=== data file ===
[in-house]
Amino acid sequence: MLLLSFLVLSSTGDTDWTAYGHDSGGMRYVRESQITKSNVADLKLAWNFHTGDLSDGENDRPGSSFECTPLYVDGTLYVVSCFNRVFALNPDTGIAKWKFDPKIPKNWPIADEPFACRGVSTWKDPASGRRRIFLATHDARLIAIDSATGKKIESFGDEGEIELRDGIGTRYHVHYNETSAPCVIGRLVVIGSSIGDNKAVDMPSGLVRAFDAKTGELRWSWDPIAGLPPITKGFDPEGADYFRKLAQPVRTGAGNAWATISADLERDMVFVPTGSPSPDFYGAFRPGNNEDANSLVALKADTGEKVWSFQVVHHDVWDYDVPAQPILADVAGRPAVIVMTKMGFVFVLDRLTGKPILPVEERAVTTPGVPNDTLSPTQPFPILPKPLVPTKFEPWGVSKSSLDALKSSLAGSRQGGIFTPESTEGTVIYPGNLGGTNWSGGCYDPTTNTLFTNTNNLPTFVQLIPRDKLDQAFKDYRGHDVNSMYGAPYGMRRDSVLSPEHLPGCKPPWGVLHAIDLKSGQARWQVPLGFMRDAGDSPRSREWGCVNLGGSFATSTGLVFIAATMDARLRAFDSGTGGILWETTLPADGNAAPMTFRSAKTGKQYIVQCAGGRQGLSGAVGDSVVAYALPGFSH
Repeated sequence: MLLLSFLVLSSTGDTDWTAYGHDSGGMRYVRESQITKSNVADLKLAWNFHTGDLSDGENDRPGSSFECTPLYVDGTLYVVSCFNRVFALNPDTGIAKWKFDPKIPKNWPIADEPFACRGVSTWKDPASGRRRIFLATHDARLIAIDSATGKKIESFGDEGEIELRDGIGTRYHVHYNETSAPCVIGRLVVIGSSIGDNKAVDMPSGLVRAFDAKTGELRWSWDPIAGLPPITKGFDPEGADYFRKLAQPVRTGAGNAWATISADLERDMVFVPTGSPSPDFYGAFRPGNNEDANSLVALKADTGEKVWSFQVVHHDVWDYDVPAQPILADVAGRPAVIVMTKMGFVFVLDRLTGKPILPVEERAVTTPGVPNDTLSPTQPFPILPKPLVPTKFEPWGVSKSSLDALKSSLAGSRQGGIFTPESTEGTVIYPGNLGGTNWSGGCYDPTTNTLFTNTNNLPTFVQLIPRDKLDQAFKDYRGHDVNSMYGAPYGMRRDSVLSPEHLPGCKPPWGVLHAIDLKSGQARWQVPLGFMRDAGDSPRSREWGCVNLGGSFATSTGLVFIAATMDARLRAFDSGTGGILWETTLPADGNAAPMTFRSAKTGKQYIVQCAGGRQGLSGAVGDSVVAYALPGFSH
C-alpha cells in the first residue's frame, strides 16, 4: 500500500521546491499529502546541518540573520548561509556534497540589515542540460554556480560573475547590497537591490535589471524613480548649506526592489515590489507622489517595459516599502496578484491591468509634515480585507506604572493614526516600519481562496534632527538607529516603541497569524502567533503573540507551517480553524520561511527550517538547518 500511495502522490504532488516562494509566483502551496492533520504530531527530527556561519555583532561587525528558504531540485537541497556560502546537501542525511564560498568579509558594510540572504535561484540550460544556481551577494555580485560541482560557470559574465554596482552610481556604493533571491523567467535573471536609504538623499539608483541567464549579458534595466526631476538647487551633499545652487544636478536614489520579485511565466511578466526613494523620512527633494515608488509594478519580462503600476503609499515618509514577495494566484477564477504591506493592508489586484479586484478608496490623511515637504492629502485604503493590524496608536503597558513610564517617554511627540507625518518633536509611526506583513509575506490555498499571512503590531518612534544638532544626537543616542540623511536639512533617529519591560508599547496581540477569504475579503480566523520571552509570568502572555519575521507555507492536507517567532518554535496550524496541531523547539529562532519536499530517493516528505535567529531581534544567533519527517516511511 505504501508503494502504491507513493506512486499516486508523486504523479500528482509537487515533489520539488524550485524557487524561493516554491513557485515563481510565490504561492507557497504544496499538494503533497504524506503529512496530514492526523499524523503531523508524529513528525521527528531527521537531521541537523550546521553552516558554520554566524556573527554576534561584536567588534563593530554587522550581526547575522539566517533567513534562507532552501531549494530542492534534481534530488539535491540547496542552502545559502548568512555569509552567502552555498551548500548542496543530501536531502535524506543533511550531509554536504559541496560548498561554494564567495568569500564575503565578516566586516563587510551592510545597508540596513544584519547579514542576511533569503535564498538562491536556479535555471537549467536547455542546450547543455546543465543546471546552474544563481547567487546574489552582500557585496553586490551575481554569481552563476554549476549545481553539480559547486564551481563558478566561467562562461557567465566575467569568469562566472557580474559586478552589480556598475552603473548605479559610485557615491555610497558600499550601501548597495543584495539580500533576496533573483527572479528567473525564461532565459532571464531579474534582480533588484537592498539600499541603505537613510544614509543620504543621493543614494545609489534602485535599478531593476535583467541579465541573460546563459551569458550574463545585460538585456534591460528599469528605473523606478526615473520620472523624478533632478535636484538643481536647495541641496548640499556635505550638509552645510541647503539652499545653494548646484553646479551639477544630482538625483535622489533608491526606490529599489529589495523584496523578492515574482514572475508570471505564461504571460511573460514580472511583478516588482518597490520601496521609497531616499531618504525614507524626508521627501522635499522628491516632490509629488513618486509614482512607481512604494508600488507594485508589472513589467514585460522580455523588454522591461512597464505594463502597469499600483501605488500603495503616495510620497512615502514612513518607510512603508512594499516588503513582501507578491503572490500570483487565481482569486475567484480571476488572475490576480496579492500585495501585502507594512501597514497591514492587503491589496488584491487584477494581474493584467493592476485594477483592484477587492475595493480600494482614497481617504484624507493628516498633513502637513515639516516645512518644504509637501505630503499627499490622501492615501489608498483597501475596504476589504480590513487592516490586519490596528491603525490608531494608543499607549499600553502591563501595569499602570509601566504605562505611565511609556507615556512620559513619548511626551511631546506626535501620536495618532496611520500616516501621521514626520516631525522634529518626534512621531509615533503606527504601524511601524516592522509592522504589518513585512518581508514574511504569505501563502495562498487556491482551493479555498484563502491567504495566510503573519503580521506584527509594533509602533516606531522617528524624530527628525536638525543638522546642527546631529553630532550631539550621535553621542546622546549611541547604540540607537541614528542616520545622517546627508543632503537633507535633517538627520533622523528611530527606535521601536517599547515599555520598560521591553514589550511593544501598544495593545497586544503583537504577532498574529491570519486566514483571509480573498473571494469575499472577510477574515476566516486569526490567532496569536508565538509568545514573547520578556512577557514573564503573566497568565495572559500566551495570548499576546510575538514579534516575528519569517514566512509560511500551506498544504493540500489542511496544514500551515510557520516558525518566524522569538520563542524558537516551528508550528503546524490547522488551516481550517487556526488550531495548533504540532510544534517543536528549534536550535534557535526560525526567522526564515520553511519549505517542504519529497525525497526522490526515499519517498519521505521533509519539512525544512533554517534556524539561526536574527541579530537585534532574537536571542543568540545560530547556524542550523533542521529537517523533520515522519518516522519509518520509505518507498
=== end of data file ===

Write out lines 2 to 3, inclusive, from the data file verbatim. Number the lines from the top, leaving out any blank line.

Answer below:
Amino acid sequence: MLLLSFLVLSSTGDTDWTAYGHDSGGMRYVRESQITKSNVADLKLAWNFHTGDLSDGENDRPGSSFECTPLYVDGTLYVVSCFNRVFALNPDTGIAKWKFDPKIPKNWPIADEPFACRGVSTWKDPASGRRRIFLATHDARLIAIDSATGKKIESFGDEGEIELRDGIGTRYHVHYNETSAPCVIGRLVVIGSSIGDNKAVDMPSGLVRAFDAKTGELRWSWDPIAGLPPITKGFDPEGADYFRKLAQPVRTGAGNAWATISADLERDMVFVPTGSPSPDFYGAFRPGNNEDANSLVALKADTGEKVWSFQVVHHDVWDYDVPAQPILADVAGRPAVIVMTKMGFVFVLDRLTGKPILPVEERAVTTPGVPNDTLSPTQPFPILPKPLVPTKFEPWGVSKSSLDALKSSLAGSRQGGIFTPESTEGTVIYPGNLGGTNWSGGCYDPTTNTLFTNTNNLPTFVQLIPRDKLDQAFKDYRGHDVNSMYGAPYGMRRDSVLSPEHLPGCKPPWGVLHAIDLKSGQARWQVPLGFMRDAGDSPRSREWGCVNLGGSFATSTGLVFIAATMDARLRAFDSGTGGILWETTLPADGNAAPMTFRSAKTGKQYIVQCAGGRQGLSGAVGDSVVAYALPGFSH
Repeated sequence: MLLLSFLVLSSTGDTDWTAYGHDSGGMRYVRESQITKSNVADLKLAWNFHTGDLSDGENDRPGSSFECTPLYVDGTLYVVSCFNRVFALNPDTGIAKWKFDPKIPKNWPIADEPFACRGVSTWKDPASGRRRIFLATHDARLIAIDSATGKKIESFGDEGEIELRDGIGTRYHVHYNETSAPCVIGRLVVIGSSIGDNKAVDMPSGLVRAFDAKTGELRWSWDPIAGLPPITKGFDPEGADYFRKLAQPVRTGAGNAWATISADLERDMVFVPTGSPSPDFYGAFRPGNNEDANSLVALKADTGEKVWSFQVVHHDVWDYDVPAQPILADVAGRPAVIVMTKMGFVFVLDRLTGKPILPVEERAVTTPGVPNDTLSPTQPFPILPKPLVPTKFEPWGVSKSSLDALKSSLAGSRQGGIFTPESTEGTVIYPGNLGGTNWSGGCYDPTTNTLFTNTNNLPTFVQLIPRDKLDQAFKDYRGHDVNSMYGAPYGMRRDSVLSPEHLPGCKPPWGVLHAIDLKSGQARWQVPLGFMRDAGDSPRSREWGCVNLGGSFATSTGLVFIAATMDARLRAFDSGTGGILWETTLPADGNAAPMTFRSAKTGKQYIVQCAGGRQGLSGAVGDSVVAYALPGFSH